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2 minutes reading time
14-17 years
Tool description

Just talk or listen to others talk: Since March 2020, people have been able to use the Clubhouse app to talk to each other in virtual rooms with audio, but without images, video or text.

In a nutshell:

  • Audio-based social media app
  • Available for iOS and Android since May 2021
  • Listeners can send money to “speakers”/creators
  • Minimum age of 18, but use possible without age verification
  • Criticism due to violations of the General Data Protection Regulation

What is Clubhouse?

Clubhouse enables people to meet in various virtual spaces, so-called “clubs”, in order to talk to acquaintances, strangers or, in some cases, prominent people about a particular topic or to listen to others talk about it. You can be the listener, the speaker or the moderator of the room, which is chosen according to your interests. Clubhouse can therefore also be described as an “interactive” podcast, in which the listeners can make contributions by hand.
In Germany, Clubhouse became known in early 2021 and was initially only available for Apple iOS and with an exclusive invitation. Despite the opening for Android smartphones and the elimination of the invitation principle, the popularity of the app continues to decline.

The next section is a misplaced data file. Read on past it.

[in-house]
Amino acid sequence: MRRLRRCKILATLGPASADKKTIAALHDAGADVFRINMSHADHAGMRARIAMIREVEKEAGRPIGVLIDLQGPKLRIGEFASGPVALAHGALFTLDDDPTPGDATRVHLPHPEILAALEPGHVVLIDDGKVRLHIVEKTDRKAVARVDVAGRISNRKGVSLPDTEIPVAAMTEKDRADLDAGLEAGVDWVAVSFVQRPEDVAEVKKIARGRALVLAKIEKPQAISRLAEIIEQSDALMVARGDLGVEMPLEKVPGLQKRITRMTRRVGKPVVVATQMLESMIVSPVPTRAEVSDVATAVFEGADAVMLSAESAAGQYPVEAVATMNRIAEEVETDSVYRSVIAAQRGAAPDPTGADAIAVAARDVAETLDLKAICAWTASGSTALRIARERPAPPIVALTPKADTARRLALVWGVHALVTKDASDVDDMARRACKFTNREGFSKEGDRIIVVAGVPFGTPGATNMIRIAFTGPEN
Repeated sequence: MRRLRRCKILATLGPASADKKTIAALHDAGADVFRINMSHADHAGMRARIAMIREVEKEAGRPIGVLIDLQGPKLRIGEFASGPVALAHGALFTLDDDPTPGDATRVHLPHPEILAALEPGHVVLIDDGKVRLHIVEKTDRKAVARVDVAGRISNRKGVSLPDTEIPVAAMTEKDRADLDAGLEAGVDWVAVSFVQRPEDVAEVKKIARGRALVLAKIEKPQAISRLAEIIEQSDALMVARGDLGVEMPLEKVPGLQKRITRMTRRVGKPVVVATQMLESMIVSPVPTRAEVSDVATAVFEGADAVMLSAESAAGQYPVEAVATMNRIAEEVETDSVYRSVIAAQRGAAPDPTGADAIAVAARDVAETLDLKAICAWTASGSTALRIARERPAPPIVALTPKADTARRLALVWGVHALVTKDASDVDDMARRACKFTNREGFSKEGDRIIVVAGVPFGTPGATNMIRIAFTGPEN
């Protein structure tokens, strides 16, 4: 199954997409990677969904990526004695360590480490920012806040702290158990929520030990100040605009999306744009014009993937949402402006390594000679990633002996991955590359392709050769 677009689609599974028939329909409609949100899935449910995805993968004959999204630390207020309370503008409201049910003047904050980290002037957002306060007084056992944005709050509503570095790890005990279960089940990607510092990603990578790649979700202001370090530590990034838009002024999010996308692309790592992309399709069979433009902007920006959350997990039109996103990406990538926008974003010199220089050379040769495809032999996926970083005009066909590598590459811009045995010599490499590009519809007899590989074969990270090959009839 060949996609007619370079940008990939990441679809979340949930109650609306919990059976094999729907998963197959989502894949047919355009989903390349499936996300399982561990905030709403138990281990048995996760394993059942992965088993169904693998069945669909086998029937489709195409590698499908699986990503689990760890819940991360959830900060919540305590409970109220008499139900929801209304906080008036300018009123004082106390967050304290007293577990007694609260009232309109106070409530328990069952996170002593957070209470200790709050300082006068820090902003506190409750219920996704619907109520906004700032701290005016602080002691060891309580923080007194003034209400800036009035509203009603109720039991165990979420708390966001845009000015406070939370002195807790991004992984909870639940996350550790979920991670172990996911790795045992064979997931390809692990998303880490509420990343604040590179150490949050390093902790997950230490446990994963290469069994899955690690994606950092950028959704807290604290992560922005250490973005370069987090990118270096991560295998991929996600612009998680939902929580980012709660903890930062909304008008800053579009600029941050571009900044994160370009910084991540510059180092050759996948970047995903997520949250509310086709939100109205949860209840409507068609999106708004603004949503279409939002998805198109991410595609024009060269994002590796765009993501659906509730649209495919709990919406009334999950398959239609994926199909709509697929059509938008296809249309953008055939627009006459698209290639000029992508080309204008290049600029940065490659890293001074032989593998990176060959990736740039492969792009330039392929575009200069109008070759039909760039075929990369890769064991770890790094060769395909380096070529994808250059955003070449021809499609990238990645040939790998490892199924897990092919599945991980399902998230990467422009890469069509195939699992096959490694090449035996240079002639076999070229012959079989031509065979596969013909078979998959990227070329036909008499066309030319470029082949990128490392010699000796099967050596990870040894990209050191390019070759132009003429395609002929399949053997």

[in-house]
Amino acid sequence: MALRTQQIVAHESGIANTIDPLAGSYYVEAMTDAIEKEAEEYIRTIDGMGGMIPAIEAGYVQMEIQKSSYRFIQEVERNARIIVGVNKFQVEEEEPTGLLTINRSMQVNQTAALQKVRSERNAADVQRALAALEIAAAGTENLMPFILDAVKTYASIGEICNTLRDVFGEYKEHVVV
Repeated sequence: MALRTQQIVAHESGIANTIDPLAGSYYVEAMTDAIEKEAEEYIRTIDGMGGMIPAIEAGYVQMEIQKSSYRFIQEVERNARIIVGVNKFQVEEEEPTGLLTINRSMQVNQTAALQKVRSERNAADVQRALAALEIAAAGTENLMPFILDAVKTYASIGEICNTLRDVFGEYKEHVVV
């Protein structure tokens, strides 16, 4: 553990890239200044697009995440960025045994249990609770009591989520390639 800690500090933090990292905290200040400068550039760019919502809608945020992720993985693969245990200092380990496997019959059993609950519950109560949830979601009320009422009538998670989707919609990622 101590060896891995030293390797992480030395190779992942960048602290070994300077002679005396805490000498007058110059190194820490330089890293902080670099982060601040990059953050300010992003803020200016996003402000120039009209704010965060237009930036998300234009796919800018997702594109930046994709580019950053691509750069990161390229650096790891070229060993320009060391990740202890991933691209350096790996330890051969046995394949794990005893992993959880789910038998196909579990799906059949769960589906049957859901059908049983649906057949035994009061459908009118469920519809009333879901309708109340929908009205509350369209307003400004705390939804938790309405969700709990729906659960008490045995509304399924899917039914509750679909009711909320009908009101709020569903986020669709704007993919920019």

For young people, it was more the hype around the app that was exciting and less what was discussed there. Because “their” topics were rarely taken up in the app there as a rule.

What can be problematic about the offer?

The app is not suitable for children and can only be conditionally recommended for teenagers. Both the data protection issue and the handling of discrimination in the “rooms” play a role here. Nevertheless, the age of the users is not checked in the app.
Clubhouse has been criticized primarily for its violations of the General Data Protection Regulation and for collecting data from third parties. The handling of discrimination and hate speech is also criticized. The call to donate money to speakers via a credit card can lead to nasty surprises.

What does the provider think?

Clubhouse has itself created rules – “Community Guidelines” – which deal, for example, in detail with the role of the listening, speaking and moderating person. These rules also address abuse, bullying and discrimination. In case of violations of the guidelines, Clubhouse can be contacted via a contact form.

What should parents pay attention to?

The excitement and hype around Clubhouse show how quickly a new app can be the talk of the town and then forgotten. With this example, you can explain to your kids that the latest isn’t always the best and they don’t have to follow along everywhere.
If your child is using Clubhouse anyway, it’s important to clarify which rooms they are in, who they are following, and what content they are following. You should talk to your child, especially when it comes to abuse and glorification of violence or racist or sexist remarks.


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